Survey: More than 60 percent of seniors are target of online scams

A person types on a keyboard. (AP Photo/Damian Dovarganes)

More than 60 percent of American seniors have been the target or victim of an online scam, according to a survey by Home Instead, Inc.

"Cybersecurity is about risk reduction. It's difficult to achieve perfect security. But you can help older adults work to make themselves a more difficult target," Michael Kaiser said in a release.

According to the survey, 38 percent reported that someone tried to scam them online and 28 percent of seniors said they had mistakenly downloaded a computer virus.

The National Cyber Security Alliance, Stop Think and Connect and the Home Instead Senior Care network recommend the following tips:

1. Create passwords and make them strong. Lock all internet-enabled devices, including computers, tablets and smartphones, with secure passwords - at least 12 characters long and a mix of letters, numbers and symbols.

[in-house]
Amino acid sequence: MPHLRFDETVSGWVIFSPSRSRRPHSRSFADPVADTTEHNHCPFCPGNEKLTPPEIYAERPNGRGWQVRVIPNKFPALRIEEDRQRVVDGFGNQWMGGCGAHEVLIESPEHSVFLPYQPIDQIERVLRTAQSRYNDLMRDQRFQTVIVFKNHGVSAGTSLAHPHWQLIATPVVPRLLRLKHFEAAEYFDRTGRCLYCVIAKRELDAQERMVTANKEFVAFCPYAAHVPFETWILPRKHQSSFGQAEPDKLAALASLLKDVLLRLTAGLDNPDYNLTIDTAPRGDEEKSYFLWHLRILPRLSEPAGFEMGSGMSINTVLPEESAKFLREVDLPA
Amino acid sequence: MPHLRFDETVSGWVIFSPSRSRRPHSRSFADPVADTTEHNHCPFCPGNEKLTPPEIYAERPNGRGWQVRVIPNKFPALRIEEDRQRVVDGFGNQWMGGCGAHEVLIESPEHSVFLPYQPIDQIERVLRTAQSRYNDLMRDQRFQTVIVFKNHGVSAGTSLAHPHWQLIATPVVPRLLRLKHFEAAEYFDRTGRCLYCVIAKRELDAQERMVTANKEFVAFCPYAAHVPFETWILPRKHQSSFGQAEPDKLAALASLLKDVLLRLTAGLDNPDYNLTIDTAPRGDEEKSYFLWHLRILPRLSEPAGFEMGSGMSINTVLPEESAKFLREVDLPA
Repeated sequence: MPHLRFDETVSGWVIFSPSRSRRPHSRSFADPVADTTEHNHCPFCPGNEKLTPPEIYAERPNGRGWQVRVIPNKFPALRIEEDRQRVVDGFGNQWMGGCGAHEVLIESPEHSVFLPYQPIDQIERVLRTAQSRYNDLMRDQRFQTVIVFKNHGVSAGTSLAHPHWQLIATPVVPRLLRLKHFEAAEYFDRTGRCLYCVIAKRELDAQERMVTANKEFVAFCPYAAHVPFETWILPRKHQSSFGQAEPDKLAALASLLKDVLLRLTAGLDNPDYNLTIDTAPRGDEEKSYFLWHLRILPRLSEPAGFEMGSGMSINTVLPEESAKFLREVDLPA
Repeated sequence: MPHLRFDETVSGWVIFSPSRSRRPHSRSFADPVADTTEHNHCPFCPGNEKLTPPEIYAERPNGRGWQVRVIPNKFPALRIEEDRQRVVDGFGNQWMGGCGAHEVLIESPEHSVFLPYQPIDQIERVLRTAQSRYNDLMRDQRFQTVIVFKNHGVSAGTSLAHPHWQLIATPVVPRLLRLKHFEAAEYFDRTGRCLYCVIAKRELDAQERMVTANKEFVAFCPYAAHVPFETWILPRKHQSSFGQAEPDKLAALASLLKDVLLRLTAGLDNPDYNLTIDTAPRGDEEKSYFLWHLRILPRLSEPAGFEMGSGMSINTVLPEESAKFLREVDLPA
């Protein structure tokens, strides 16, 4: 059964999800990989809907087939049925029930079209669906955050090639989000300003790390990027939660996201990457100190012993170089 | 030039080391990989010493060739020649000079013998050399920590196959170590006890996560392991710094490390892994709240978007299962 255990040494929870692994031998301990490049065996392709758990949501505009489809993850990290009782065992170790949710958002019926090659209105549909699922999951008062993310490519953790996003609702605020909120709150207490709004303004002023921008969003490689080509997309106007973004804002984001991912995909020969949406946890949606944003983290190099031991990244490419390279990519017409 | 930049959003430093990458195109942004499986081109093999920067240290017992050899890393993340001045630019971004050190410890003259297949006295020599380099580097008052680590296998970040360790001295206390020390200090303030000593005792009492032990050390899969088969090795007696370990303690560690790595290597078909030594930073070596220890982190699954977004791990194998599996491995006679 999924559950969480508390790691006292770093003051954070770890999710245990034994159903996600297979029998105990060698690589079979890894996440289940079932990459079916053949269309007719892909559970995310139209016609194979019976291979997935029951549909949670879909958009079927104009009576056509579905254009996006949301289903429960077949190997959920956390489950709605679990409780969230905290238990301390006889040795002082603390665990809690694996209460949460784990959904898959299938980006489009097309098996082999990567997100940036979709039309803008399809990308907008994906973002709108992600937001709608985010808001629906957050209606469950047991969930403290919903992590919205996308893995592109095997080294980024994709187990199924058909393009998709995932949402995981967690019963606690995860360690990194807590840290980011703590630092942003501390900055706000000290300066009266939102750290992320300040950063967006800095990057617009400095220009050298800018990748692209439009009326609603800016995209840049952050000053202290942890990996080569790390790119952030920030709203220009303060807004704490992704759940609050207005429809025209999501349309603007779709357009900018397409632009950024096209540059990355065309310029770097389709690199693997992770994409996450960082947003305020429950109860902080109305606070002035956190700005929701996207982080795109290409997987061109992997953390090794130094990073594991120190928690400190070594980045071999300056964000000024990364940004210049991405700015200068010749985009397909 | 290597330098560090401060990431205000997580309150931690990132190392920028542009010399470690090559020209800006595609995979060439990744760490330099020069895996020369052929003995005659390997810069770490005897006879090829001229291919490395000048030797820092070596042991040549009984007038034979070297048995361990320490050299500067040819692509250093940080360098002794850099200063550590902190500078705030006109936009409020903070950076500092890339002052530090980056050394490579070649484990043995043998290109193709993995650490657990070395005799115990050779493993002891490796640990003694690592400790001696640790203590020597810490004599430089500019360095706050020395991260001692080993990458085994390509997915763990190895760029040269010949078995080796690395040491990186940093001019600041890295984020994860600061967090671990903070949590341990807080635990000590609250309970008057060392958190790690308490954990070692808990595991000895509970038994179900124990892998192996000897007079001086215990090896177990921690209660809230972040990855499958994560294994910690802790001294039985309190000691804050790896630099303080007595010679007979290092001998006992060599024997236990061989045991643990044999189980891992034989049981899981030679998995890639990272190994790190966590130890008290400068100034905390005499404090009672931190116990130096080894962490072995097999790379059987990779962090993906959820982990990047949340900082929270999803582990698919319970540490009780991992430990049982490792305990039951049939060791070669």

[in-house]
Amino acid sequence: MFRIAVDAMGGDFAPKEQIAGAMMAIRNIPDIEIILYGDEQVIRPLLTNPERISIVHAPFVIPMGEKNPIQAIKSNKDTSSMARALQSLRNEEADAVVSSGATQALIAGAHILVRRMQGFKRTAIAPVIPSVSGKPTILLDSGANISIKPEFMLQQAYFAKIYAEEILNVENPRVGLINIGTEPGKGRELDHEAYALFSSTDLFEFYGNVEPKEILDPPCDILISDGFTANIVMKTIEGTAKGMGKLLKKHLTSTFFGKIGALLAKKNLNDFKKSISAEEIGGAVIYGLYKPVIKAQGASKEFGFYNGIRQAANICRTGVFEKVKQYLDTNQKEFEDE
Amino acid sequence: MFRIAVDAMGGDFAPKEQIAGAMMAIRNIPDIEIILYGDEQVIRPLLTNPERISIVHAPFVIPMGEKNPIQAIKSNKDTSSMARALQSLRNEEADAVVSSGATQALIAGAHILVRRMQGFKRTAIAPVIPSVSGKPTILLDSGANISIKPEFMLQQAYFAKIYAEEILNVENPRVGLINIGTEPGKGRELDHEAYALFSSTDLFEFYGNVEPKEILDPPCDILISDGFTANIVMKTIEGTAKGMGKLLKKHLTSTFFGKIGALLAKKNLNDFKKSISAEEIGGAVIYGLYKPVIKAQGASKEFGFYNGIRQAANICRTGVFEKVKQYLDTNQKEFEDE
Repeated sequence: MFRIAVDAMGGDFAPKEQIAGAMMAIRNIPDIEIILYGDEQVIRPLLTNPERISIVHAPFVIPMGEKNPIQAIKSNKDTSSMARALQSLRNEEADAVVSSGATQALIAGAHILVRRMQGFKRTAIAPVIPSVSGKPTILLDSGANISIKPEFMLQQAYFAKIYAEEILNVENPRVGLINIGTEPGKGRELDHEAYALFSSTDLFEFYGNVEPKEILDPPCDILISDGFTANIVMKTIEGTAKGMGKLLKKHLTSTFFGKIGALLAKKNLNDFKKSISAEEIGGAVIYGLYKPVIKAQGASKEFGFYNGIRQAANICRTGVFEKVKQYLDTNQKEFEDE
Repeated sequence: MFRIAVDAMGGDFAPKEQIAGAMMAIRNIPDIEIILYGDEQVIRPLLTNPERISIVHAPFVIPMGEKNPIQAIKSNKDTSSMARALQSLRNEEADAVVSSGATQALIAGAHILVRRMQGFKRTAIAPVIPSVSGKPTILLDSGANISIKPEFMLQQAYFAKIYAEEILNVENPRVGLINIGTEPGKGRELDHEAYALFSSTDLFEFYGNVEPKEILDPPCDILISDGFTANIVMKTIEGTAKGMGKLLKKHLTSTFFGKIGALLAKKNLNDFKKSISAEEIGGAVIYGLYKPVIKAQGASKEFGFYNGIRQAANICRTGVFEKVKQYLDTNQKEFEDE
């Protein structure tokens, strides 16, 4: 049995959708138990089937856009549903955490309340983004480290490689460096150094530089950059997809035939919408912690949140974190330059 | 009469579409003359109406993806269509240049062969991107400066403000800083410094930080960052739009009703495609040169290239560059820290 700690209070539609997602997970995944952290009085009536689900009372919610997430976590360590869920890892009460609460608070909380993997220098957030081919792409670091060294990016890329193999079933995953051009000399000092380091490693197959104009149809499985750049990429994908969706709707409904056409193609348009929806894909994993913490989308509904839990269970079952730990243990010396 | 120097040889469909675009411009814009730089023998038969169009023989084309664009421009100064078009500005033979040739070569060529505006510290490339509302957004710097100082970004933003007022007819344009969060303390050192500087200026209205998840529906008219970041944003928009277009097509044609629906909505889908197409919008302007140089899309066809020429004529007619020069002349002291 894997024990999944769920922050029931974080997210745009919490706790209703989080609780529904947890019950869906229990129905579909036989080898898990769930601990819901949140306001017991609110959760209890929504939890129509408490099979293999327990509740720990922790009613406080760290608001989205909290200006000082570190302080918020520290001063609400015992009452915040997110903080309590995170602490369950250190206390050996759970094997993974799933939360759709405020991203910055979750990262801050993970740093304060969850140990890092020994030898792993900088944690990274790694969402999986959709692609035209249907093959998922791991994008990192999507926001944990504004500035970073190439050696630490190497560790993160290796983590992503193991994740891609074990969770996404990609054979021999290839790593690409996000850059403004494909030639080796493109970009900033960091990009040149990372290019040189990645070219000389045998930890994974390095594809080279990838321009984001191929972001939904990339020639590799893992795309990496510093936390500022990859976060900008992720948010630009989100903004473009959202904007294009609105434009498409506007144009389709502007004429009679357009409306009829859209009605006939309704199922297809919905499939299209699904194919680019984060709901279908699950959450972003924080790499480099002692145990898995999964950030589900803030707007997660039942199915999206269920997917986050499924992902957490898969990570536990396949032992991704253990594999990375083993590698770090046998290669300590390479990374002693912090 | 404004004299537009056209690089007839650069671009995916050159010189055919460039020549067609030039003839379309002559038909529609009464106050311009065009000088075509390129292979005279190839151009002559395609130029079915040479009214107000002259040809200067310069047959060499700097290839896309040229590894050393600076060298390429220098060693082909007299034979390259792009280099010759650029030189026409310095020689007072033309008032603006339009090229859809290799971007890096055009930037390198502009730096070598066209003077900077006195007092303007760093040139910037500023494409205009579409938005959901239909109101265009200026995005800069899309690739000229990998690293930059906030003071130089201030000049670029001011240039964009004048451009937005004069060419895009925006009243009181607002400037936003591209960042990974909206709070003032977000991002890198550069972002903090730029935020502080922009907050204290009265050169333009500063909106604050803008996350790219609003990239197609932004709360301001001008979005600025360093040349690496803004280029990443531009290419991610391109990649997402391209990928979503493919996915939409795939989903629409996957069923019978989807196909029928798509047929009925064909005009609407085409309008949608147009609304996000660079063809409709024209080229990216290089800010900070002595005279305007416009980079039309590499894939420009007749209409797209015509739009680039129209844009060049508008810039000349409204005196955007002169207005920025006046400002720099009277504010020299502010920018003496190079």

2. Secure access to accounts, with two-step verification. Many online services, including apps and websites, offer free options to help protect personal information.
3. Think before you act. Emails or messages that create a sense of urgency - like a problem with a bank account or taxes - are likely a scam. Reach out to companies by phone to determine if emails are legitimate.
4. When in doubt, throw it out. If an email looks unusual, delete it. Clicking on links in email is often how scammers access personal information. Turn on spam filters to filter suspicious messages.
5. Share with care. Be aware of what you share publicly on social media and adjust privacy settings to limit who can see your information.

6. Use security software, including updated anti-virus and anti-spyware software.
7. Adjust browser safety settings for optimum security.
8. Use your computer's default firewall security protection on your computer.
9. Log out. Log out of apps and websites when you're finished using them. Leaving them open on your computer or smartphone could make you vulnerable to security and privacy risks.
10. Consider support. Seniors who live alone or spend a lot of time by themselves may want to consider a trusted source, such as adult family members, computer.

You can test your cyber-security skills through Protest Seniors Online.

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